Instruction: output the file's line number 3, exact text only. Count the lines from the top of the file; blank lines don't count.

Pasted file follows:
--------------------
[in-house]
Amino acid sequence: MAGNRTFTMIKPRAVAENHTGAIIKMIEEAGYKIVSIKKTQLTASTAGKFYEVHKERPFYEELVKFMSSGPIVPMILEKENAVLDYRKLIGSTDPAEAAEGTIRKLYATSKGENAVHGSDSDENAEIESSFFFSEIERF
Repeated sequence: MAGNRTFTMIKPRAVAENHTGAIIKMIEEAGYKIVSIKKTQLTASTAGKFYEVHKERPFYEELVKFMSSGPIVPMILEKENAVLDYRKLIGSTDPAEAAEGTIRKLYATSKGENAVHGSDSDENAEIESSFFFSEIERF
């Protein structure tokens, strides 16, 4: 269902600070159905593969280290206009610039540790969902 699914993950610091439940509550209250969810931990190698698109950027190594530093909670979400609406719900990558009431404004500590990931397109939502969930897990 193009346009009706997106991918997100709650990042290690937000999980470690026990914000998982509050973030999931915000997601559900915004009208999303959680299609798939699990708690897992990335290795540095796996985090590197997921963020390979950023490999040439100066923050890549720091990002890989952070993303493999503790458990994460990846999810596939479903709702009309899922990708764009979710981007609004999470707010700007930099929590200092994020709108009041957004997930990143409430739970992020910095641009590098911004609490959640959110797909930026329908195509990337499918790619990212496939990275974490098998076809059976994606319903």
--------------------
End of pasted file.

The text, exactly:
Repeated sequence: MAGNRTFTMIKPRAVAENHTGAIIKMIEEAGYKIVSIKKTQLTASTAGKFYEVHKERPFYEELVKFMSSGPIVPMILEKENAVLDYRKLIGSTDPAEAAEGTIRKLYATSKGENAVHGSDSDENAEIESSFFFSEIERF